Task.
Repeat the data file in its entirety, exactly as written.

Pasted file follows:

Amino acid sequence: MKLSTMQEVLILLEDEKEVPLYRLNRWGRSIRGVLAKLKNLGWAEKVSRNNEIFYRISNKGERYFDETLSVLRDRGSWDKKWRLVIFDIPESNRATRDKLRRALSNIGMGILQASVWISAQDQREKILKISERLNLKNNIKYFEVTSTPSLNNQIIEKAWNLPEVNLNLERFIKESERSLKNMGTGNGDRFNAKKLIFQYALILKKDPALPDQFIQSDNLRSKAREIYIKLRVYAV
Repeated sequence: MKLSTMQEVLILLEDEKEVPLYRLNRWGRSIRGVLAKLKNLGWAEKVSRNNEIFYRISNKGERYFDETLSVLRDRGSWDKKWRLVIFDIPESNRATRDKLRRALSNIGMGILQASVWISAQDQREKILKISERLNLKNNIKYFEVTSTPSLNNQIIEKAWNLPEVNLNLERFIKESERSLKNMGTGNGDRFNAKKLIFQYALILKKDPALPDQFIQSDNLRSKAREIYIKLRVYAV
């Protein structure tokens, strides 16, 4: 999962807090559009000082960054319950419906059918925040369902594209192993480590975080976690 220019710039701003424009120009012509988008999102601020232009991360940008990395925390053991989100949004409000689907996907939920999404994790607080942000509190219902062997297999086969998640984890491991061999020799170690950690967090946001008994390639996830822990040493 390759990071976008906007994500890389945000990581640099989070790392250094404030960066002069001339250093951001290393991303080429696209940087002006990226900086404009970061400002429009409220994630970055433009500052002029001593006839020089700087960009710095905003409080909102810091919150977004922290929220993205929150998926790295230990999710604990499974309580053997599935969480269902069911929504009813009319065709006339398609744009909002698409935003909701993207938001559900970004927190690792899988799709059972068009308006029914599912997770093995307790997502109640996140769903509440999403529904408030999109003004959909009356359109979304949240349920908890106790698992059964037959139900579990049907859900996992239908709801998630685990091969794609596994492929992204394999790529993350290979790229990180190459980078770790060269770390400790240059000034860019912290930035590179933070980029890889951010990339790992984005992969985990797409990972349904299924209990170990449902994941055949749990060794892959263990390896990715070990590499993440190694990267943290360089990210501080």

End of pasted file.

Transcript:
Amino acid sequence: MKLSTMQEVLILLEDEKEVPLYRLNRWGRSIRGVLAKLKNLGWAEKVSRNNEIFYRISNKGERYFDETLSVLRDRGSWDKKWRLVIFDIPESNRATRDKLRRALSNIGMGILQASVWISAQDQREKILKISERLNLKNNIKYFEVTSTPSLNNQIIEKAWNLPEVNLNLERFIKESERSLKNMGTGNGDRFNAKKLIFQYALILKKDPALPDQFIQSDNLRSKAREIYIKLRVYAV
Repeated sequence: MKLSTMQEVLILLEDEKEVPLYRLNRWGRSIRGVLAKLKNLGWAEKVSRNNEIFYRISNKGERYFDETLSVLRDRGSWDKKWRLVIFDIPESNRATRDKLRRALSNIGMGILQASVWISAQDQREKILKISERLNLKNNIKYFEVTSTPSLNNQIIEKAWNLPEVNLNLERFIKESERSLKNMGTGNGDRFNAKKLIFQYALILKKDPALPDQFIQSDNLRSKAREIYIKLRVYAV
């Protein structure tokens, strides 16, 4: 999962807090559009000082960054319950419906059918925040369902594209192993480590975080976690 220019710039701003424009120009012509988008999102601020232009991360940008990395925390053991989100949004409000689907996907939920999404994790607080942000509190219902062997297999086969998640984890491991061999020799170690950690967090946001008994390639996830822990040493 390759990071976008906007994500890389945000990581640099989070790392250094404030960066002069001339250093951001290393991303080429696209940087002006990226900086404009970061400002429009409220994630970055433009500052002029001593006839020089700087960009710095905003409080909102810091919150977004922290929220993205929150998926790295230990999710604990499974309580053997599935969480269902069911929504009813009319065709006339398609744009909002698409935003909701993207938001559900970004927190690792899988799709059972068009308006029914599912997770093995307790997502109640996140769903509440999403529904408030999109003004959909009356359109979304949240349920908890106790698992059964037959139900579990049907859900996992239908709801998630685990091969794609596994492929992204394999790529993350290979790229990180190459980078770790060269770390400790240059000034860019912290930035590179933070980029890889951010990339790992984005992969985990797409990972349904299924209990170990449902994941055949749990060794892959263990390896990715070990590499993440190694990267943290360089990210501080």